Vol. 15 : No. 4
Editors Note: Dr. Masie has raised a profound issue - the ability of computers to record and store data that may penalize students for errors made in the process of learning. This means that trial and error learning can be hazardous to your future career. Commonsense says the outcome or end result is what is important and that exploration, experimentation and the opportunity to learn from our mistakes should not be part of the record. We are indebted to TechLearn Trends for permission to reprint this material here.
Should e-Learning Be Private?
The Case for Digital Evaporation!
Is all e-Learning "on the record"? Does every question posed by a learner become part of the corporate record and available to the manager of student and lawyers in case of litigation? Do the practice components of an e-Learning course, including intermediate failures in a simulation, become part of a student's "permanent record card"?
I would like to make the case for selective "Digital Evaporation!" This is a zone of safety where learners can ask questions, have dialogues and practice without a digital record being created. This is a zone of privacy that acknowledges that learning is a process that occurs best when risks can be taken, where trainers can speak "off the record" and where the words and messages evaporate.
We are raising this issue due to the default activity of creating and archiving digital records of digital experiences, including e-Learning processes. As Learning Management Systems become more prevalent, let us raise a curious voice to ask if all learning information should be stored and "managed" and what elements should just "evaporate."
There are public policy, corporate policy and ethical issues at stake as well as human behavior patterns. Perhaps two short stories will illustrate our concern.
1) Last year, I had the privilege of taking a tour of U.S. military installations and look at training and learning processes. While on an aircraft carrier in the Atlantic, I spent an hour with a Navy pilot who had recently flown a dozen missions in Bosnia. I asked him how he had learned to become an excellent pilot. Without a pause, he said: "My most powerful learning's happened when I crashed my plane in the simulator. When I can fail and then look at my failure, in that safe environment, I am in the full learning zone!" I asked him if his simulation crashes were part of his Navy record. He said, "No! The Navy lets us use the simulator to understand the limits of equipment and our skills. As long as we eventually pass the qualification tests, the intermediate test results "evaporate".
2) Recently I visited two major pharmaceutical companies and dialogued about the impact of privacy in a regulated environment. The Food and Drug Administration (FDA) reviews and approves all training materials used to prepare their sales reps to visit doctors and hospitals. This review keeps the training in alignment with the approved uses of their products. Both companies raised the issue of what happens as e-Learning is added to the instructional process. Do they keep and submit questions from learners to the government for approval? What happens when a student asks a question ... does the on-line answer of the trainer become part of the company's archives? Do they submit the tapes of all virtual classroom discussions to opposing legal teams in case of litigation?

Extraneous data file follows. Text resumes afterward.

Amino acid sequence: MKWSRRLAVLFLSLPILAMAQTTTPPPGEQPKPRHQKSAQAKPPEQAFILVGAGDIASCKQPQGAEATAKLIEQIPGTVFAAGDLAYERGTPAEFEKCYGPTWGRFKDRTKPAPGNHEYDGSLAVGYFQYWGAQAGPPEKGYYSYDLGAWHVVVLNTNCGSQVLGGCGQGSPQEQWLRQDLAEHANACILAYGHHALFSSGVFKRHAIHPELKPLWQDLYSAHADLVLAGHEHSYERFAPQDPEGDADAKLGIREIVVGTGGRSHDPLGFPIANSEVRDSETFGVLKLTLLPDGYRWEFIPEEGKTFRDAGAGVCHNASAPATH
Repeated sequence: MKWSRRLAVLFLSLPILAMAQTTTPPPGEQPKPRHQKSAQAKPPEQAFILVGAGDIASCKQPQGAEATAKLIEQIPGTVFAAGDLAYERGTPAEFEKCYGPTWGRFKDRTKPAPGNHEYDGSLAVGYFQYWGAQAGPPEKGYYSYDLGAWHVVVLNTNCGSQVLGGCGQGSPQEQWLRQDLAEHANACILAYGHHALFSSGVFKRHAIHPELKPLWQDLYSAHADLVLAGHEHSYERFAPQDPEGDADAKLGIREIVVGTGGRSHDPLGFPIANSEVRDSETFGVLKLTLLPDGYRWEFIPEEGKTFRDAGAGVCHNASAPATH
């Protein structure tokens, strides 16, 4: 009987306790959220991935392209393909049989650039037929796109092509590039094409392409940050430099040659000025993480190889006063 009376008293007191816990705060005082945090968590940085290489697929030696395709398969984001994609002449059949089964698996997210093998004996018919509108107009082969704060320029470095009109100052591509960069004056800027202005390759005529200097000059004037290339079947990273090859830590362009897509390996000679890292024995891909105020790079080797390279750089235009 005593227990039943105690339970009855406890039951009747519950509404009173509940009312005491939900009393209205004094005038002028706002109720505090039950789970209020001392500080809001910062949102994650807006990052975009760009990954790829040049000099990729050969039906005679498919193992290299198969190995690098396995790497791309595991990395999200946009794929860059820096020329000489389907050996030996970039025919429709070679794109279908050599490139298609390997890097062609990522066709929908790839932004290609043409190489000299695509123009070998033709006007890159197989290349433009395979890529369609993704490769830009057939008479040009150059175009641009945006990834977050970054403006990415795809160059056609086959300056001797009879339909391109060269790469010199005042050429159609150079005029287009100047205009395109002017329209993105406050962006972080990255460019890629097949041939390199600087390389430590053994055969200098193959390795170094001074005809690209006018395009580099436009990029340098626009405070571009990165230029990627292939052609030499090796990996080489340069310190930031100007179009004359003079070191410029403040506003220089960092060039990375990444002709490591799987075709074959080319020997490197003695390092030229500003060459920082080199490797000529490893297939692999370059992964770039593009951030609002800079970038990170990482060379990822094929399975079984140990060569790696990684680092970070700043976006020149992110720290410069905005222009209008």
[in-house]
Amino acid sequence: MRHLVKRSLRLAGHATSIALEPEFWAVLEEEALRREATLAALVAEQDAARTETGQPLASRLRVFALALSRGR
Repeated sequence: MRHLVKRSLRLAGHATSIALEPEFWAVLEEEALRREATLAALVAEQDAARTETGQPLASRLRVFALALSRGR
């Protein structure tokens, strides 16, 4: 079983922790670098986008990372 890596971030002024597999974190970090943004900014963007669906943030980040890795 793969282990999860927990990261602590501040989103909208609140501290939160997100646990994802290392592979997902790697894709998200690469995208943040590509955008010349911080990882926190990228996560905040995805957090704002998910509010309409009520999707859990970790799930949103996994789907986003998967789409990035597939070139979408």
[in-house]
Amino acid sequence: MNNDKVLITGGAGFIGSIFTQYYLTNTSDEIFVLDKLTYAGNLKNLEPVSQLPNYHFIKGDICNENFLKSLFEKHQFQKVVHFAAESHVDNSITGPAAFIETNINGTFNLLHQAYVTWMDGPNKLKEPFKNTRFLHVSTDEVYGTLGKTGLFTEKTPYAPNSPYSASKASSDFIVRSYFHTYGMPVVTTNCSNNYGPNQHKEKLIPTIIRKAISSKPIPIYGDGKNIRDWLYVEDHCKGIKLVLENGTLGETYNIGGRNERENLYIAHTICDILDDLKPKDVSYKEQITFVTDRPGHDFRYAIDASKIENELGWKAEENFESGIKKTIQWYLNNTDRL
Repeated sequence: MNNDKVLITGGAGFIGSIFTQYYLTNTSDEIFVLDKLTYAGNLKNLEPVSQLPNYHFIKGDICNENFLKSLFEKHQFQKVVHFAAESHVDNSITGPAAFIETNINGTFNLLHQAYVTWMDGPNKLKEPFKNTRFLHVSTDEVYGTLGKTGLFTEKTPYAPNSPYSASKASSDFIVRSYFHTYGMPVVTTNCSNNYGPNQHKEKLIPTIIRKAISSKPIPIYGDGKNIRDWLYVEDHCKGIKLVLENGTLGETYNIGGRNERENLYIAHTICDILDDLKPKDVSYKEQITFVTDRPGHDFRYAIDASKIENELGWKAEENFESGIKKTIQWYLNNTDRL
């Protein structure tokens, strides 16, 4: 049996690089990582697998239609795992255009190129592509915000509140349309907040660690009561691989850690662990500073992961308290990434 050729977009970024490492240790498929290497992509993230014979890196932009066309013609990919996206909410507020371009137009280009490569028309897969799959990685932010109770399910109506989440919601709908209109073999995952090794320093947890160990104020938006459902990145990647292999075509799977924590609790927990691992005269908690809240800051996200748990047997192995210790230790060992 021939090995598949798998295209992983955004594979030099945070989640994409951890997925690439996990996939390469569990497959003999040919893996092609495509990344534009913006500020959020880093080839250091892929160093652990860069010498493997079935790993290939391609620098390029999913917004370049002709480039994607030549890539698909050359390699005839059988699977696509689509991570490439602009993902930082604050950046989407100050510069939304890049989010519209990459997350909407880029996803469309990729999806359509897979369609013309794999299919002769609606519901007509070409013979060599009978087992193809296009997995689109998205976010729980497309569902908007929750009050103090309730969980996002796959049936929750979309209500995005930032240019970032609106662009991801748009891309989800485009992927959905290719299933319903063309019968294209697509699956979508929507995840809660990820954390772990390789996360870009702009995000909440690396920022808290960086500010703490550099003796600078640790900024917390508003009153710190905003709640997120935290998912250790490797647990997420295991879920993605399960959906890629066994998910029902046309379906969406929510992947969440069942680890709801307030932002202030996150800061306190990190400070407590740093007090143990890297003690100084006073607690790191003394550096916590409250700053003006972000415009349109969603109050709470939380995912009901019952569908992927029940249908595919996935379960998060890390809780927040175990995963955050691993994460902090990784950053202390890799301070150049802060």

I would argue that in both situations there is a role of Digital Evaporation. Pilots should have the opportunity to use a simulator to improve their skills, without losing a future promotion because they had one more intermediate failure during a session in a simulator. Likewise, why should we pressure a regulated company to keep and submit eLearning student/instructor dialogues when we don't have that expectation in a traditional classroom? Learners can ask risky or stupid or even politically incorrect questions in a safe classroom and we trust the competency of the instructor to keep the company in the ethical and legal zone.
If we make every dialogue
and learning experience a part of the corporate record, we risk losing
the environmental factor that cultivates learning: TRUST.
So, how can we balance organizational needs to monitor learning with the need to create an environment where mistakes and honesty can happen without consequence as part of the learning process. I would be very interested in your comments and ideas. Send them to firstname.lastname@example.org and we will include them in a future TechLearn TRENDS.
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